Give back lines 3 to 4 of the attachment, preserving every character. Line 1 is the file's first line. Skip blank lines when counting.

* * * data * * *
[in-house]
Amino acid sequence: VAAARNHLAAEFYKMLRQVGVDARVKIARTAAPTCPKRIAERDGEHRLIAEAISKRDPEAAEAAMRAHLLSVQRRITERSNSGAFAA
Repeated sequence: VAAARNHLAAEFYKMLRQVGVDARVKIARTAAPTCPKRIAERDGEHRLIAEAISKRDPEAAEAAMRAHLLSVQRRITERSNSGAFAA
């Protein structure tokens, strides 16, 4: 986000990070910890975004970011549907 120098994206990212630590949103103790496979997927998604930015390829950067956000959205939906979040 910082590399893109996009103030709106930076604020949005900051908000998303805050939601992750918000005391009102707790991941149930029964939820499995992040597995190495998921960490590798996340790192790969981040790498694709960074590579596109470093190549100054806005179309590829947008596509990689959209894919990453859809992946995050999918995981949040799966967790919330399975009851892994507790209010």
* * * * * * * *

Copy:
Repeated sequence: VAAARNHLAAEFYKMLRQVGVDARVKIARTAAPTCPKRIAERDGEHRLIAEAISKRDPEAAEAAMRAHLLSVQRRITERSNSGAFAA
């Protein structure tokens, strides 16, 4: 986000990070910890975004970011549907 120098994206990212630590949103103790496979997927998604930015390829950067956000959205939906979040 910082590399893109996009103030709106930076604020949005900051908000998303805050939601992750918000005391009102707790991941149930029964939820499995992040597995190495998921960490590798996340790192790969981040790498694709960074590579596109470093190549100054806005179309590829947008596509990689959209894919990453859809992946995050999918995981949040799966967790919330399975009851892994507790209010």